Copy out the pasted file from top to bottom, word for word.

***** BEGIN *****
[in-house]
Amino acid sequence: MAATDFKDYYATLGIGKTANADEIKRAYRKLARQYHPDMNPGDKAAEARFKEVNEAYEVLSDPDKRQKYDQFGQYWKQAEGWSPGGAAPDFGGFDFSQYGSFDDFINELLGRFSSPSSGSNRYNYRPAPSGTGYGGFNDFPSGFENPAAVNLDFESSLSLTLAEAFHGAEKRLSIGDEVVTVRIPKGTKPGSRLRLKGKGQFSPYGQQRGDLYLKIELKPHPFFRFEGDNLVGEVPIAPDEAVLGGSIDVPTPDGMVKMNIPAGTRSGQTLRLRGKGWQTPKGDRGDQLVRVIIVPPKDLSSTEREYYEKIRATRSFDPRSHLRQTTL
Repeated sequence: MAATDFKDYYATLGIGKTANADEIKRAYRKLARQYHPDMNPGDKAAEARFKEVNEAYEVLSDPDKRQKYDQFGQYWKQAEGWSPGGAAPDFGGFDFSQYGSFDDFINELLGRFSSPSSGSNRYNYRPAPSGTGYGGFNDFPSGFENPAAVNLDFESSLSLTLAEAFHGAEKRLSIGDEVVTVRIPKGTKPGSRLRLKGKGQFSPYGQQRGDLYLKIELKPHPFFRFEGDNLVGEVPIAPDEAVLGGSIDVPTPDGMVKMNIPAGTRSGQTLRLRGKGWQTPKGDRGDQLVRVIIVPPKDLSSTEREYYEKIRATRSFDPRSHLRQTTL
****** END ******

[in-house]
Amino acid sequence: MAATDFKDYYATLGIGKTANADEIKRAYRKLARQYHPDMNPGDKAAEARFKEVNEAYEVLSDPDKRQKYDQFGQYWKQAEGWSPGGAAPDFGGFDFSQYGSFDDFINELLGRFSSPSSGSNRYNYRPAPSGTGYGGFNDFPSGFENPAAVNLDFESSLSLTLAEAFHGAEKRLSIGDEVVTVRIPKGTKPGSRLRLKGKGQFSPYGQQRGDLYLKIELKPHPFFRFEGDNLVGEVPIAPDEAVLGGSIDVPTPDGMVKMNIPAGTRSGQTLRLRGKGWQTPKGDRGDQLVRVIIVPPKDLSSTEREYYEKIRATRSFDPRSHLRQTTL
Repeated sequence: MAATDFKDYYATLGIGKTANADEIKRAYRKLARQYHPDMNPGDKAAEARFKEVNEAYEVLSDPDKRQKYDQFGQYWKQAEGWSPGGAAPDFGGFDFSQYGSFDDFINELLGRFSSPSSGSNRYNYRPAPSGTGYGGFNDFPSGFENPAAVNLDFESSLSLTLAEAFHGAEKRLSIGDEVVTVRIPKGTKPGSRLRLKGKGQFSPYGQQRGDLYLKIELKPHPFFRFEGDNLVGEVPIAPDEAVLGGSIDVPTPDGMVKMNIPAGTRSGQTLRLRGKGWQTPKGDRGDQLVRVIIVPPKDLSSTEREYYEKIRATRSFDPRSHLRQTTL